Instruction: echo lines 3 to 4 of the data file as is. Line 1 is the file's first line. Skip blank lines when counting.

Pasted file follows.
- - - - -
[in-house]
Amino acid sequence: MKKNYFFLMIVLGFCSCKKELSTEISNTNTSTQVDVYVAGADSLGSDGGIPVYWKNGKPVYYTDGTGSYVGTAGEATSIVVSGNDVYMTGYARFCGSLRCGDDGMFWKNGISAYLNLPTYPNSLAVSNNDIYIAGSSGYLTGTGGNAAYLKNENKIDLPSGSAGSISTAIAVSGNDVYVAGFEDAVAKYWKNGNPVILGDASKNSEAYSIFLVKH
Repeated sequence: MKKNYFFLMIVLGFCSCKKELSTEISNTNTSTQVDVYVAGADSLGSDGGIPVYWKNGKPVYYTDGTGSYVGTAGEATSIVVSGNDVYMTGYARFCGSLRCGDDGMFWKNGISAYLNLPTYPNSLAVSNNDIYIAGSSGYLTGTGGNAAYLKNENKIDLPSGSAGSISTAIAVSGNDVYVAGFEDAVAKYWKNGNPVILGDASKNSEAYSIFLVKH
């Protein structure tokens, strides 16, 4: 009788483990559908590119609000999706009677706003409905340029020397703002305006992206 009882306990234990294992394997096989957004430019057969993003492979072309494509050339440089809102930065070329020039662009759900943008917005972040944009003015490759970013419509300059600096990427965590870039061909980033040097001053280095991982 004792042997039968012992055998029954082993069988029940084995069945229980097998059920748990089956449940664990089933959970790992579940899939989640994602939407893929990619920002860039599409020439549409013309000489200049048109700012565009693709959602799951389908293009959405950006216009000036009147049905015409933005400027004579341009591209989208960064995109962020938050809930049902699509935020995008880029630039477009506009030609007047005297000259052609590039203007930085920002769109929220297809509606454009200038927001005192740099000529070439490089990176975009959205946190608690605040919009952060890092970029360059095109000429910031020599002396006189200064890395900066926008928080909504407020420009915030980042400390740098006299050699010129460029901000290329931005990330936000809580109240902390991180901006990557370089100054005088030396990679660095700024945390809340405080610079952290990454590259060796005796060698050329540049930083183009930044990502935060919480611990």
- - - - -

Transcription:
Repeated sequence: MKKNYFFLMIVLGFCSCKKELSTEISNTNTSTQVDVYVAGADSLGSDGGIPVYWKNGKPVYYTDGTGSYVGTAGEATSIVVSGNDVYMTGYARFCGSLRCGDDGMFWKNGISAYLNLPTYPNSLAVSNNDIYIAGSSGYLTGTGGNAAYLKNENKIDLPSGSAGSISTAIAVSGNDVYVAGFEDAVAKYWKNGNPVILGDASKNSEAYSIFLVKH
């Protein structure tokens, strides 16, 4: 009788483990559908590119609000999706009677706003409905340029020397703002305006992206 009882306990234990294992394997096989957004430019057969993003492979072309494509050339440089809102930065070329020039662009759900943008917005972040944009003015490759970013419509300059600096990427965590870039061909980033040097001053280095991982 004792042997039968012992055998029954082993069988029940084995069945229980097998059920748990089956449940664990089933959970790992579940899939989640994602939407893929990619920002860039599409020439549409013309000489200049048109700012565009693709959602799951389908293009959405950006216009000036009147049905015409933005400027004579341009591209989208960064995109962020938050809930049902699509935020995008880029630039477009506009030609007047005297000259052609590039203007930085920002769109929220297809509606454009200038927001005192740099000529070439490089990176975009959205946190608690605040919009952060890092970029360059095109000429910031020599002396006189200064890395900066926008928080909504407020420009915030980042400390740098006299050699010129460029901000290329931005990330936000809580109240902390991180901006990557370089100054005088030396990679660095700024945390809340405080610079952290990454590259060796005796060698050329540049930083183009930044990502935060919480611990």